State TV quoted an unnamed military official as saying that Israeli warplanes fired several missiles while flying over Syria’s Israeli-occupied Golan Heights before midnight Monday. It added that Syrian air defences shot down most of the missiles.

Russia became involved militarily in Syria in September 2015 helping to tip the balance of power in favour of President Bashar Assad’s forces in the 11-year conflict that has killed half a million people.

The Syrian defence ministry said that during Tuesday’s drill, the Russian and Syrian warplanes carried out joint patrols along the Golan Heights and other parts of southern Syria.

The last such joint exercise was conducted a week before Russia began its invasion of Ukraine on February 24. In mid-February, the Russian military deployed long-range nuclear-capable bombers and fighter jets carrying state-of-the-art hypersonic missiles to Syria for massive naval drills in the Mediterranean Sea.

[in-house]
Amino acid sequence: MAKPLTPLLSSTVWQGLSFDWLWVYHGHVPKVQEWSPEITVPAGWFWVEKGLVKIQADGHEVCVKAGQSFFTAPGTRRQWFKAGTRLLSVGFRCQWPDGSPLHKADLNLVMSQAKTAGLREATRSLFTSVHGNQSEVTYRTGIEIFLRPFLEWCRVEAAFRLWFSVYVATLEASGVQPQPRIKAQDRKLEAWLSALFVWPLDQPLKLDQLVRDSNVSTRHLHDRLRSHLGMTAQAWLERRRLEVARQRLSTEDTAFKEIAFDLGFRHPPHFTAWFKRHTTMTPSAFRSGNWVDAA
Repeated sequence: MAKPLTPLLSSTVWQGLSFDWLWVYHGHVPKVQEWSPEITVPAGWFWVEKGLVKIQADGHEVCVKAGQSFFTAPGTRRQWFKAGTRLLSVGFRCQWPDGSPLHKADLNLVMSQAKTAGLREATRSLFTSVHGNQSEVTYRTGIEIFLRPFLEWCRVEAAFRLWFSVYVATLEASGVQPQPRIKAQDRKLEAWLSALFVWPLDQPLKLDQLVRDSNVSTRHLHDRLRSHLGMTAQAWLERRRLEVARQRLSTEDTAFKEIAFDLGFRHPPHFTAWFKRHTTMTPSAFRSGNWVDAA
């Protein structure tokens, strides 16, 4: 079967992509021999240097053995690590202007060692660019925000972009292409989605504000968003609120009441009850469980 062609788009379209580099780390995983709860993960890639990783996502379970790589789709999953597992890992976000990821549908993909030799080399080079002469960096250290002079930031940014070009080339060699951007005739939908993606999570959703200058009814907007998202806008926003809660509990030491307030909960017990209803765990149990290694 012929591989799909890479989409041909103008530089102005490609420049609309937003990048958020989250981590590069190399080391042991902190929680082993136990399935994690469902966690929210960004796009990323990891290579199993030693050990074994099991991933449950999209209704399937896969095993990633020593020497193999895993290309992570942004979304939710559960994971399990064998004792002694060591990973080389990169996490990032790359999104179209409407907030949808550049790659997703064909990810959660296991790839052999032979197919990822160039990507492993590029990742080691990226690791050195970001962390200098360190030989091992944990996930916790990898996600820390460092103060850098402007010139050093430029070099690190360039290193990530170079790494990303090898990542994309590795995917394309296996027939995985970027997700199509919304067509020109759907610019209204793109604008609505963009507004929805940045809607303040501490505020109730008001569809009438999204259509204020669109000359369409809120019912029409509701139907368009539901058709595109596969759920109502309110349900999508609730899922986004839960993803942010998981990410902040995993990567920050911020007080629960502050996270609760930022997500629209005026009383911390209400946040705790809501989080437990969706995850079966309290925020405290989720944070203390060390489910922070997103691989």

Russia, Syria boosting troops

Russia and Syrian government forces have also  been bolstered in northern Syria where Turkey may soon launch an offensive against Kurdish fighters, Turkish and rebel Syrian officials said.

President Recep Tayyip Erdogan said two weeks ago that Turkey would launch new military operations in Syria to extend 30-kilometre deep “safe zones” along the border, aiming at the Tal Rifaat and Manbij regions and other areas further east.